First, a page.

In these studies, we will focus on the early detection of placental dysfunction using the hypertensive disorder of pregnancy, preeclampsia (PE), as proof-of-principle. This serious condition in pregnant women affects 5-7% of all pregnancies in the U.S., manifests after 20 weeks gestation, and is caused by placental dysfunction. Although environmental factors, such as obesity, are associated with the development of PE, there is a paucity of information as to how environmental factors affect placental function. Furthermore, there is currently no approved method of early detection to determine the clinical trajectory of a patient toward the development of placental disorders like PE, which would allow physicians to intervene early and possibly effect/limit the severity of these diseases. To address these critical needs, Raman spectroscopy methods will be employed to quantitatively detect lipid-based biomarkers of placental function (i.e., PE development) from the plasma and urine of pregnant women in the 1st and 2nd trimesters. Indeed, lipid-based biomarkers are the diagnostic focus of these studies as the pathophysiologic role of bioactive lipids in PE is undeniable. For just one example, women with a medical history of early-onset PE are now administered daily low-dose aspirin beginning in the late first trimester to reduce the production of pro-inflammatory arachidonic acid-derived eicosanoids (e.g., thromboxane). Other favorable effects of aspirin, such as increased production of anti-inflammatory lipids (e.g., lipoxins), are also occurring. Hence, the effectiveness of aspirin in preventing recurrent PE strongly suggests an imbalance favoring pro-inflammatory eicosanoids as causative agents. Furthermore, isoprostanes, triglycerides, free fatty acids, and 2- methoxyestradiol have all been reported as early lipid-based biomarkers for PE development. Based on these reports, we undertook an additional study using advanced lipidomic technology to examine the levels of multiple classes of bioactive lipids in the plasma of pregnant women. Importantly, the fingerprint of patients who developed PE strongly correlated with early changes in the levels of the reported lipid markers as well as new classes were identified. We have already obtained specific Raman spectrum for a number these bioactive lipids to allow for the rapid development of early detection technologies to assess placental function throughout pregnancy. Indeed, lipid microparticles (exosomes) originating from the placenta are now recognized to transmit to the mother's circulation, so simple non-invasive blood or urine tests using Raman technology are now feasible to determine early placental dysfunction. Therefore, we hypothesize that Raman spectroscopy can be utilized and rapidly implemented for real-time assessment of lipid-based fingerprints of placental function/dysfunction in early trimesters to allow for early intervention by physicians. Our studies are designed to validate this hypothesis as well as develop and test a prototype device with the flexibility to offer real-time assessment and monitoring of patients for placental function in al OB/GYN offices and even at home.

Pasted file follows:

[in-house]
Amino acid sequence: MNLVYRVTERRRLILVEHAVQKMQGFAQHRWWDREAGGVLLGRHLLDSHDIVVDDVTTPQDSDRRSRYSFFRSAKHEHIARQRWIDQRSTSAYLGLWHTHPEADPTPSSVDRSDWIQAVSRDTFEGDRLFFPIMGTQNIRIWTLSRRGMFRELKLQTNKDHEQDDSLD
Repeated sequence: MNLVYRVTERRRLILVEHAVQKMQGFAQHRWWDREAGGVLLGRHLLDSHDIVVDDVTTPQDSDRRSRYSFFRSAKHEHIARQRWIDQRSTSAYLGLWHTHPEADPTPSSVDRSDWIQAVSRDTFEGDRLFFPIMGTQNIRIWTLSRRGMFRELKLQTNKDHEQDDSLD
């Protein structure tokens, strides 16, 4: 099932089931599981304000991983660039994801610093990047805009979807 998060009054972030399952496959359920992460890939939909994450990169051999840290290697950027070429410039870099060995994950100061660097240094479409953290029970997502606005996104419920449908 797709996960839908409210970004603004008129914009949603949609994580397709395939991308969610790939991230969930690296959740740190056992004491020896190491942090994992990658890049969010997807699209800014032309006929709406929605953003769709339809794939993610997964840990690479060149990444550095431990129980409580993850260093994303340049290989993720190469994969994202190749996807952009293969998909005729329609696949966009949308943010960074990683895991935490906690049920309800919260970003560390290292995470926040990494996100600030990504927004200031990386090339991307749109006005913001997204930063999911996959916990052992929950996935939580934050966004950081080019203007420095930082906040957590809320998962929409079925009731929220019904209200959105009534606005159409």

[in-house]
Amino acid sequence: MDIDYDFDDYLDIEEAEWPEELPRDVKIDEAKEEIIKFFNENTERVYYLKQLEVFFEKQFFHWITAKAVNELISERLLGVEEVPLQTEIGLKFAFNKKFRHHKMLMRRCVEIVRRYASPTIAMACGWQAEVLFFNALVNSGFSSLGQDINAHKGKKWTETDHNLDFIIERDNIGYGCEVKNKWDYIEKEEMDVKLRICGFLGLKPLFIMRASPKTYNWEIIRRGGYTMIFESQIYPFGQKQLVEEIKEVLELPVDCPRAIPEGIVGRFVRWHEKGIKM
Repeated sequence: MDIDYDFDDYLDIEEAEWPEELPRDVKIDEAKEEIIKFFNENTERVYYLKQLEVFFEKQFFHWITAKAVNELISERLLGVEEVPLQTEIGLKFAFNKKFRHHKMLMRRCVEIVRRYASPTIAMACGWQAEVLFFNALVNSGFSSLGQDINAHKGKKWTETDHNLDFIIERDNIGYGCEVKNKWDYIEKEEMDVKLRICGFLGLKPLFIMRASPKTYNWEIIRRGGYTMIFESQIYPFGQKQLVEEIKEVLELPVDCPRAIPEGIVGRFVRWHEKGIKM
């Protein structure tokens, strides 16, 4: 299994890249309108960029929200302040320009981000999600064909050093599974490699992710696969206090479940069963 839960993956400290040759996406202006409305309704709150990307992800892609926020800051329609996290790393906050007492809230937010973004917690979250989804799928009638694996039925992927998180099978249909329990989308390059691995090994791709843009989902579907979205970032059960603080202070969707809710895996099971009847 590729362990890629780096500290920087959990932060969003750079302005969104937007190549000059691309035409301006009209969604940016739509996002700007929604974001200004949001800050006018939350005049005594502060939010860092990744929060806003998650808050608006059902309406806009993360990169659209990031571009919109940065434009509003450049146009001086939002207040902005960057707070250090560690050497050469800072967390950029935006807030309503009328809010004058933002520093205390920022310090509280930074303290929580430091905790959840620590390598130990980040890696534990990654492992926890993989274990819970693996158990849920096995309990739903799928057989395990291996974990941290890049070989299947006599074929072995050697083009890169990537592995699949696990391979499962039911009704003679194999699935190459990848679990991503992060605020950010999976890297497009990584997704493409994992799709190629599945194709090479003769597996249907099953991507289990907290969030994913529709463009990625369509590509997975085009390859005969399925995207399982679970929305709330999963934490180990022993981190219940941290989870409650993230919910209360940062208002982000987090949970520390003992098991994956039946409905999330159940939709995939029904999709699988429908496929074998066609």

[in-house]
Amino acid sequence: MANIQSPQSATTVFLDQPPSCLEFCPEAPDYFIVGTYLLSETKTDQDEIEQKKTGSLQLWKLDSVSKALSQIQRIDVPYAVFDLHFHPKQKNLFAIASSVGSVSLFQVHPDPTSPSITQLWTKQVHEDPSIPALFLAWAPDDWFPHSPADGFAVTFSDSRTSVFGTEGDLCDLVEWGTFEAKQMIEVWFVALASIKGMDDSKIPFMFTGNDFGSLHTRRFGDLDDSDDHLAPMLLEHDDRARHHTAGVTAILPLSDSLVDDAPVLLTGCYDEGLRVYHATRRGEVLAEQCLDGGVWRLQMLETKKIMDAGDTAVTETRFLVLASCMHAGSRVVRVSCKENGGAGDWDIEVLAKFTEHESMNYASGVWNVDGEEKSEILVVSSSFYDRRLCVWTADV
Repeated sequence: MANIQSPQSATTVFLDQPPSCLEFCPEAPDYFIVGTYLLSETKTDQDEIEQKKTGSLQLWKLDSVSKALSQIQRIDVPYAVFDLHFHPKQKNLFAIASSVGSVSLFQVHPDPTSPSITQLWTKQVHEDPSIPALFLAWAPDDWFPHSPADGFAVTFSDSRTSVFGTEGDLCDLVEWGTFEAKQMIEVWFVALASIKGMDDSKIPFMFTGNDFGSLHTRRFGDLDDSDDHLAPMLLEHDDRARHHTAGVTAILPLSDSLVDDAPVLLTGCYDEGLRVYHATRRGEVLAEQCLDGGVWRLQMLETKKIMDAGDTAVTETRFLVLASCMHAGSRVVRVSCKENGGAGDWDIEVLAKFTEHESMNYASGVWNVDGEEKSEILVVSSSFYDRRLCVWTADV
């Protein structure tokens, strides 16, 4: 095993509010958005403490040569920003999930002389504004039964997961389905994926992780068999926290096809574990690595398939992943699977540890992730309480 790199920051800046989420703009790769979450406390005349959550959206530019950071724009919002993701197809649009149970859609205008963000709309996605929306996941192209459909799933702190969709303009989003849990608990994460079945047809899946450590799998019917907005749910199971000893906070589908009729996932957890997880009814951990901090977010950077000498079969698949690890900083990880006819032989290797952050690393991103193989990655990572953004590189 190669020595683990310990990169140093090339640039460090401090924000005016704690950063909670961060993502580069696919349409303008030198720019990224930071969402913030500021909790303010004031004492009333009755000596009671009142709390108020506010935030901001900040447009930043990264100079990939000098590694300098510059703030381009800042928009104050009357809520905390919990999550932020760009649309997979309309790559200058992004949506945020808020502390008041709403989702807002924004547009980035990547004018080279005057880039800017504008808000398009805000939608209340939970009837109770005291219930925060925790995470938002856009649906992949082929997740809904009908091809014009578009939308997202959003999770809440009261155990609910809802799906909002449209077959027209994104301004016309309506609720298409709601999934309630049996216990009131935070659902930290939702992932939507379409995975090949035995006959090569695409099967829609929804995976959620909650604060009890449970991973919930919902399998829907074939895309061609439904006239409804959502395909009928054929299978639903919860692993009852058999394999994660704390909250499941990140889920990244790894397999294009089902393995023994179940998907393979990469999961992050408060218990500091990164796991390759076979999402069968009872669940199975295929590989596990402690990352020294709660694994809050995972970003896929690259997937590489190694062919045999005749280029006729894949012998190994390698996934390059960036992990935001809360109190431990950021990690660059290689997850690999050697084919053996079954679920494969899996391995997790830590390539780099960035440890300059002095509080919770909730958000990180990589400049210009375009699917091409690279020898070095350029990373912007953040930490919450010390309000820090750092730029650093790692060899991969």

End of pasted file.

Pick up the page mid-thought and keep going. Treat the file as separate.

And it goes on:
Public Health Relevance

In this study, we will focus on the early detection of placental dysfunction in the hypertensive disorder of pregnancy, preeclampsia (PE), a serious condition in pregnant women, which affects 5-7% of all pregnancies in the U.S. Our studies are designed to develop and test a prototype device with the flexibility to offer 'real-time' assessment and monitoring of patients for placental function (i.e., PE risk) in OB/GYN offices and even at home.

National Institute of Health (NIH)
Eunice Kennedy Shriver National Institute of Child Health & Human Development (NICHD)
Research Project--Cooperative Agreements (U01)
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Weinberg, David H
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Virginia Commonwealth University
Schools of Medicine
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